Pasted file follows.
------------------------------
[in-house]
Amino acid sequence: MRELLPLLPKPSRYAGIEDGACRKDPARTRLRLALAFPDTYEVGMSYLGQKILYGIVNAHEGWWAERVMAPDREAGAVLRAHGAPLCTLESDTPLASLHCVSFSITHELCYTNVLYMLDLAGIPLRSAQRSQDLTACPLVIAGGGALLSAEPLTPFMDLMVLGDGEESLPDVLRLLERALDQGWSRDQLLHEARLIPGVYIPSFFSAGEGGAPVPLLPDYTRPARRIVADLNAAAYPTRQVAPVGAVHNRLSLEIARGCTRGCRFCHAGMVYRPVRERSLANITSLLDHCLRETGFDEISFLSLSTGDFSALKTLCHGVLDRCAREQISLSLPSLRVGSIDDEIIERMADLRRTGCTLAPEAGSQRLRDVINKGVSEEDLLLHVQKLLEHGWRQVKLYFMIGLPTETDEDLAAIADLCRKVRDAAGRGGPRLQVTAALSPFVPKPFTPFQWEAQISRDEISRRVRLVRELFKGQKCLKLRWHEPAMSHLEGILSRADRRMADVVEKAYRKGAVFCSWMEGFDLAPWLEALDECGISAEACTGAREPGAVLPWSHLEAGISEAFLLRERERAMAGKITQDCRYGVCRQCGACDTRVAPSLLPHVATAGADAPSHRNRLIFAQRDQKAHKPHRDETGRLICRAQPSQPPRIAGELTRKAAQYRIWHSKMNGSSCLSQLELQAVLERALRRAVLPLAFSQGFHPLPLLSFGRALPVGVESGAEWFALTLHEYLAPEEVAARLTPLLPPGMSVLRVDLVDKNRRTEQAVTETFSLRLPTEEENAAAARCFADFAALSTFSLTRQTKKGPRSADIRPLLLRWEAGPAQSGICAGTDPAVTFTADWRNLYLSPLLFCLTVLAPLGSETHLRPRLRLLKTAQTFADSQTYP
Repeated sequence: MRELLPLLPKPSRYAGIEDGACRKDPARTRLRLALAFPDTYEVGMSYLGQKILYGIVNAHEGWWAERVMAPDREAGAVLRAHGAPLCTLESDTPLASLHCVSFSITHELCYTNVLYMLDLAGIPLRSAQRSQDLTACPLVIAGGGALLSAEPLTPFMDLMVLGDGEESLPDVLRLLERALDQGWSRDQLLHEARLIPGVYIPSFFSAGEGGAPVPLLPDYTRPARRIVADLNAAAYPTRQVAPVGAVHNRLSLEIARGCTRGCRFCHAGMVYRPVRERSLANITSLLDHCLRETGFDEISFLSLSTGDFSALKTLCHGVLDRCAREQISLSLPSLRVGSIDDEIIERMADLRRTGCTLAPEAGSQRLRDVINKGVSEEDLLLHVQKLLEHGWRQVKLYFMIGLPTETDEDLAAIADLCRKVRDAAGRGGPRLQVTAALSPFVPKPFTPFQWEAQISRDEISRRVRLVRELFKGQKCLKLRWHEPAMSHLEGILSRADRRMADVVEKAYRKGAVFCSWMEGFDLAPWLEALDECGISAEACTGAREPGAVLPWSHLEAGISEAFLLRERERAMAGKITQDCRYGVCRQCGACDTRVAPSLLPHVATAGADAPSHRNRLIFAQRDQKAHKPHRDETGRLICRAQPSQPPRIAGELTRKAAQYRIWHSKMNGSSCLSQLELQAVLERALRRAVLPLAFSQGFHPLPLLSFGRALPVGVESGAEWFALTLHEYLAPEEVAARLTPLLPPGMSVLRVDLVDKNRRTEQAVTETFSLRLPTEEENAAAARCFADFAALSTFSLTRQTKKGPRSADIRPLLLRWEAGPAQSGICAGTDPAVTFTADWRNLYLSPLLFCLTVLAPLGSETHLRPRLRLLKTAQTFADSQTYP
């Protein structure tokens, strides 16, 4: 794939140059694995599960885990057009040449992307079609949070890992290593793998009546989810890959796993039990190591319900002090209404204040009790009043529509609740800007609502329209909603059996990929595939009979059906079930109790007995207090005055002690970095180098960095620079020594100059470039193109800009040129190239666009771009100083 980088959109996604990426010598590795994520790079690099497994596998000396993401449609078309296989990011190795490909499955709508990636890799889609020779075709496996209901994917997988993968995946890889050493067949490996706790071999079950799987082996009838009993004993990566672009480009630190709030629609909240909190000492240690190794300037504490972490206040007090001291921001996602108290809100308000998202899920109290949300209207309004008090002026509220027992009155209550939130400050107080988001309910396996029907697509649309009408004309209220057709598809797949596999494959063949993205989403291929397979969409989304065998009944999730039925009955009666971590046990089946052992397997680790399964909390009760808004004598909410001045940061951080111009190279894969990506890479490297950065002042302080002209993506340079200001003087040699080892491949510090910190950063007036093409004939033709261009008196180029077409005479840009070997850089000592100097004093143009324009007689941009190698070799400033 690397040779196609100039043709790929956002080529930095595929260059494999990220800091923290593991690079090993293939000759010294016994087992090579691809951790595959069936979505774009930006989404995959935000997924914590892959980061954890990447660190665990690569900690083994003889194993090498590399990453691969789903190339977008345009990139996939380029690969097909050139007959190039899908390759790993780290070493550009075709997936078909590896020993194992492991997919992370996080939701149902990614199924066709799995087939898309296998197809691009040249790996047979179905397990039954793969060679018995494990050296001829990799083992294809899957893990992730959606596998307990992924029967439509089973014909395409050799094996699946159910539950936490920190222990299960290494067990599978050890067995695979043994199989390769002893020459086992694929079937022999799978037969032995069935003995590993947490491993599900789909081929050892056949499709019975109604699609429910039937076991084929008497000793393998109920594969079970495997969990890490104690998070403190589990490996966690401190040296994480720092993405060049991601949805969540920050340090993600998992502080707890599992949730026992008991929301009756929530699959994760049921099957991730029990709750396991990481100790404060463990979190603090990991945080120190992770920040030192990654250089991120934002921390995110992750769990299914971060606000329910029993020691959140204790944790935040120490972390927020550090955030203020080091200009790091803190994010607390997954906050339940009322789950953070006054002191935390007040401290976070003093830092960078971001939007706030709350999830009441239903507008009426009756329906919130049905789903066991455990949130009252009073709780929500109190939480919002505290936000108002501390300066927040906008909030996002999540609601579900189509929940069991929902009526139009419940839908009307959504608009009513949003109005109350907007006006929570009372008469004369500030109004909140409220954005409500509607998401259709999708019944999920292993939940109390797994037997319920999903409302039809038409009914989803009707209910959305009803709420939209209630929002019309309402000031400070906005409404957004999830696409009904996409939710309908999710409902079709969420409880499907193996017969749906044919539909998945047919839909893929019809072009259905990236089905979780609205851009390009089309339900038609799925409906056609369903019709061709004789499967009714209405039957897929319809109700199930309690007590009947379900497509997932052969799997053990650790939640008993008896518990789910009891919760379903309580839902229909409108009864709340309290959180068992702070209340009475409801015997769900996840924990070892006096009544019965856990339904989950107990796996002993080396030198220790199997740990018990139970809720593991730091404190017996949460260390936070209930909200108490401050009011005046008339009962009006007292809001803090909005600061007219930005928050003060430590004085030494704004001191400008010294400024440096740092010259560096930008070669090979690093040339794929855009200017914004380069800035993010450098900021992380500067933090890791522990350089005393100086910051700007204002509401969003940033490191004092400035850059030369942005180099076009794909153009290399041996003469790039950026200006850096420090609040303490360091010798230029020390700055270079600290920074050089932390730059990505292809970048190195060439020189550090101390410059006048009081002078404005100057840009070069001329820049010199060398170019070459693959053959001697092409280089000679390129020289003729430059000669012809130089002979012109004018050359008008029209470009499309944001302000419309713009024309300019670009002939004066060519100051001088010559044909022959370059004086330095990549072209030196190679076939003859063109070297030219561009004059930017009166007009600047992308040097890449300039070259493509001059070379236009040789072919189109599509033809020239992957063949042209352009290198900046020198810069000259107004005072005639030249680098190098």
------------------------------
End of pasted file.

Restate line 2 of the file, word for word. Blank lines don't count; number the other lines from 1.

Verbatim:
Amino acid sequence: MRELLPLLPKPSRYAGIEDGACRKDPARTRLRLALAFPDTYEVGMSYLGQKILYGIVNAHEGWWAERVMAPDREAGAVLRAHGAPLCTLESDTPLASLHCVSFSITHELCYTNVLYMLDLAGIPLRSAQRSQDLTACPLVIAGGGALLSAEPLTPFMDLMVLGDGEESLPDVLRLLERALDQGWSRDQLLHEARLIPGVYIPSFFSAGEGGAPVPLLPDYTRPARRIVADLNAAAYPTRQVAPVGAVHNRLSLEIARGCTRGCRFCHAGMVYRPVRERSLANITSLLDHCLRETGFDEISFLSLSTGDFSALKTLCHGVLDRCAREQISLSLPSLRVGSIDDEIIERMADLRRTGCTLAPEAGSQRLRDVINKGVSEEDLLLHVQKLLEHGWRQVKLYFMIGLPTETDEDLAAIADLCRKVRDAAGRGGPRLQVTAALSPFVPKPFTPFQWEAQISRDEISRRVRLVRELFKGQKCLKLRWHEPAMSHLEGILSRADRRMADVVEKAYRKGAVFCSWMEGFDLAPWLEALDECGISAEACTGAREPGAVLPWSHLEAGISEAFLLRERERAMAGKITQDCRYGVCRQCGACDTRVAPSLLPHVATAGADAPSHRNRLIFAQRDQKAHKPHRDETGRLICRAQPSQPPRIAGELTRKAAQYRIWHSKMNGSSCLSQLELQAVLERALRRAVLPLAFSQGFHPLPLLSFGRALPVGVESGAEWFALTLHEYLAPEEVAARLTPLLPPGMSVLRVDLVDKNRRTEQAVTETFSLRLPTEEENAAAARCFADFAALSTFSLTRQTKKGPRSADIRPLLLRWEAGPAQSGICAGTDPAVTFTADWRNLYLSPLLFCLTVLAPLGSETHLRPRLRLLKTAQTFADSQTYP